by Mary Adelaide Dixon
Transcribed by James A. Cavanaugh
On a dark and rainy night in May 1832 the settlers of Sandy Creek were warned that Blackhawk, chief of the tribe of Sac Indians, had crossed the Mississippi River near the mouth of the Rock River and was sending out his scalpers not only up the river but south into Fox and Illinois River territory. The word spread fast as possible and a meeting was called to be held in a log cabin in Roberts Township. It was decided at this meeting, "Indian or no Indian" they would not leave but would build a fort to protect themselves.
The site chosen was on the farm of Benjamin Darnell now the site of Cumberland Cemetery. Next morning every able bodied man and boy came with axe, wedge, maul, and saw and construction was begun. Large trees were cut down, sawed to proper length, split and were ready to use. The exact size of the fort is not known, but it must have been of considerable size, for cabins were built inside of sufficient size to house 70 persons, with room for covered wagons, implements, supplies and many possessions of the inmates. While working feverishly to complete the fort, on May 20th, 1832, word reached them that the Indians were only eight miles north of Ottawa. Shabbona, a Pottawatomie chief, friend of the white people, influenced the Pottawatomies to remain neutral during the Blackhawk War. He joined his son in a Paul Revere midnight ride to warn white settlers of an impending attack. He warned the settlers at Davis' farm to no avail. They did not reach the safety of the fort but were massacred near the fort. Fifteen were killed and two girls were made captive. Shabbona rode on up the Fox River and when he stopped at the home of George Hollenback, whose mother was a sister to Elizabeth Ann Hunt, wife of Cornelius Hunt, his horse dropped dead. He borrowed another horse form Hollenbacks and continued his 85 mile ride to Fort Dearborn. John, Richard and Cornelius, brothers, all helped to bury the Davis family and others who had been killed.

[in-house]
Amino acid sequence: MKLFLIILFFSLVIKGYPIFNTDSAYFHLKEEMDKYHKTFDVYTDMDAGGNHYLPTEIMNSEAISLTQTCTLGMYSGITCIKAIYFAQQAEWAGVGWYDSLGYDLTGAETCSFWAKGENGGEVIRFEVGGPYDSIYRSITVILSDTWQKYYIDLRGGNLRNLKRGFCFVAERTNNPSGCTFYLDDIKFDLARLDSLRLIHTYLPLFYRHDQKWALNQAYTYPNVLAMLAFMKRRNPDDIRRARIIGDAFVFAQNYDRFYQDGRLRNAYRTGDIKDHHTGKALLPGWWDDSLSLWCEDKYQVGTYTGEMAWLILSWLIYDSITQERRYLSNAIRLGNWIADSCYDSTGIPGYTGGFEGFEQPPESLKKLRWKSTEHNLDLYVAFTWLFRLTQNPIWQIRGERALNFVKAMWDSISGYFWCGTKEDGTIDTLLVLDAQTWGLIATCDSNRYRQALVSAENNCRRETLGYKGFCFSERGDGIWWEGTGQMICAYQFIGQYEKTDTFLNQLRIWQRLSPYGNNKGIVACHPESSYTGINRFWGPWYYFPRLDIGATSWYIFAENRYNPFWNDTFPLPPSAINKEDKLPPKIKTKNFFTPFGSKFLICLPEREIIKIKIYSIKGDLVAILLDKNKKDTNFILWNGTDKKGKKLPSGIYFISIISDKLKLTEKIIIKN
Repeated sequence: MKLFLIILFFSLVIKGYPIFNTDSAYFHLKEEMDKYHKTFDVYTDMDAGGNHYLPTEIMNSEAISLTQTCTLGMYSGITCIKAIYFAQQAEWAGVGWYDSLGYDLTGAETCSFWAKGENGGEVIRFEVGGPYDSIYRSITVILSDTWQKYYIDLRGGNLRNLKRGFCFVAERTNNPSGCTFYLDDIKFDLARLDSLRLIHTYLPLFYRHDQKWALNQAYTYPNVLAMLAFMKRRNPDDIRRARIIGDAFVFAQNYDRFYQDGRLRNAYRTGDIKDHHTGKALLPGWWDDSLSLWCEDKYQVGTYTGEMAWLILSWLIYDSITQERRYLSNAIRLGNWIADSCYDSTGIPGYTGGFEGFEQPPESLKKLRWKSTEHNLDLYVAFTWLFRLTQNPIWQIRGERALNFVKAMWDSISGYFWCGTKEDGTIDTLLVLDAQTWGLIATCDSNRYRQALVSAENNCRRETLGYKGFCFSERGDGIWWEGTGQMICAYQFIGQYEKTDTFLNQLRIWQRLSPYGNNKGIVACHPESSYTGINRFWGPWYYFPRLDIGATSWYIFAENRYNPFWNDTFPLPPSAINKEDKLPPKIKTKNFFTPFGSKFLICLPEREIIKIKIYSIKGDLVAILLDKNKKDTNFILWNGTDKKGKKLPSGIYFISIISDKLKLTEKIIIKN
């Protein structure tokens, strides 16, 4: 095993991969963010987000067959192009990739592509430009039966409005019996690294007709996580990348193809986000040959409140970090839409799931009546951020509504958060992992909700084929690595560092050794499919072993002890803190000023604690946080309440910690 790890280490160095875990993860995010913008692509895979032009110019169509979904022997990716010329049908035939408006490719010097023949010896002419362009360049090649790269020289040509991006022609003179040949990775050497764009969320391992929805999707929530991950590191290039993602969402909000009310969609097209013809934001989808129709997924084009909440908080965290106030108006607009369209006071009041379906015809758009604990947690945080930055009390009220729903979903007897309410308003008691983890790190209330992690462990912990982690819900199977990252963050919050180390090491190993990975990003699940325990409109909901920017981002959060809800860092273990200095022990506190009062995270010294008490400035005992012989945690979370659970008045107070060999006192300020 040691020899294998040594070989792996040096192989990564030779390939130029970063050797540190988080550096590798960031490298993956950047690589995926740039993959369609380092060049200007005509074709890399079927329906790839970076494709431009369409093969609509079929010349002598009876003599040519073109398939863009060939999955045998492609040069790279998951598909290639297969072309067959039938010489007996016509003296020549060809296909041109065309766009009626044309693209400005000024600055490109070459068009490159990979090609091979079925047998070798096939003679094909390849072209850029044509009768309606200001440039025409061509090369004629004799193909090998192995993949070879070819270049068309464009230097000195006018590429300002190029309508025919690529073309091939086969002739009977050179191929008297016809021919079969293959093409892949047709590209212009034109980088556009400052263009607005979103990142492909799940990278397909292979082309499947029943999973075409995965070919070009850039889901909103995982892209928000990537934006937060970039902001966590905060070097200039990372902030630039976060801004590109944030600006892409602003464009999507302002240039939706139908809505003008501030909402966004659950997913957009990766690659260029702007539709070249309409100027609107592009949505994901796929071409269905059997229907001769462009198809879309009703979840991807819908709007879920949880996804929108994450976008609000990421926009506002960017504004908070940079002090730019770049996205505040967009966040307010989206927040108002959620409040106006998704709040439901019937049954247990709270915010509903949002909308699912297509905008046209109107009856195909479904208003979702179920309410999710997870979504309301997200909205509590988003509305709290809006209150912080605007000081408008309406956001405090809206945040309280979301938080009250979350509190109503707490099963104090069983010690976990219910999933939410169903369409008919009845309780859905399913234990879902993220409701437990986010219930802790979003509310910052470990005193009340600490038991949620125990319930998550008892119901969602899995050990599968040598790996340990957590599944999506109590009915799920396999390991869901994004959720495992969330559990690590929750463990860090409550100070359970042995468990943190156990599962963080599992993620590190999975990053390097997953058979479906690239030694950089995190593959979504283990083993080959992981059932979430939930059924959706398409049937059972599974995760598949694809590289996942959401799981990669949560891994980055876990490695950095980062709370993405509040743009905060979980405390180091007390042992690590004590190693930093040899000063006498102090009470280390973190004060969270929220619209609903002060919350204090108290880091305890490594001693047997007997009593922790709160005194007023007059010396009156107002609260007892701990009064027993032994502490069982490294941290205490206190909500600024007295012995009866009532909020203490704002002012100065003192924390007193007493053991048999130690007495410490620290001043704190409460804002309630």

A story is told of friendly Indians camping out side the fort for protection from hostile Indians who might come. Haws Rangers were formed and lived in and operated from the fort. The time the fort was actually occupied was from May 1832 to late spring of 1833. During the winter a cabin was fixed up for a school taught by a Mr. Bryant. Friendships of lasting nature were formed at Fort Darnell, and several of the young people contracted marriages which proved long and lasting. One marriage was that of Richard Hunt and Ruth Horrom who were married Jan. 1, 1833. Richard Hunt was Justice of the Peace of Sandy, LaSalle County and married Thomas Hollenback and Susan Darnell at the fort. Other Hunts who lived in the fort were Enoch and Catherine Hunt; John S. Hunt and wife Margareta and their children James, Catherine, Richard, Mary Ann, and Rebecca; Cornelius Hunt and his wife Ann and children Mary, Caroline, Catherine Ann, and John Sidle Hunt; and a daughter of Enoch and Catherine's Catherine Eliza Camp and her husband. The men took their turn in hauling supplies from Peoria and Chicago. They hauled wheat to Chicago which sold for $0.50 a bushel and brought back salt for which they paid $5.00 a barrel.
While the fort was built in haste and for protection and not for conquest, it has never found a place in history. It was used for a short time and fulfilled its purpose. It has long since disappeared and no trace is left except the well to tell posterity that it was ever made. We seek to perpetuate its memory.
A granite monument was erected and dedicated near the site of the fort near the entrance to Cumberland Cemetery in 1951 by the descendents who still live around Wenona. The inscription on the marker reads:
Black Hawk War
600 feet S.E. Stood
Log Stockade for Protection of
Erected by Darnell and Judd
Sealed in a box at the base is placed a history of the fort, a copy of the Wenona Index dated June 21, 1951, Indian Head penny dated 1903, 70 years after the fort was vacated, an Indian arrowhead found along Sandy Creek, and several commemorative stamps. We hope coming generations will ever cherish this historical marker as a symbol of courage and bravery of all the people and their descendants who sought refuge in the fort during 1832 and 1833.
Italics indicate added passages taken from Adelaide Dixon's History of the Hunt Family or factual corrections. Transcribed by James A. Cavanaugh
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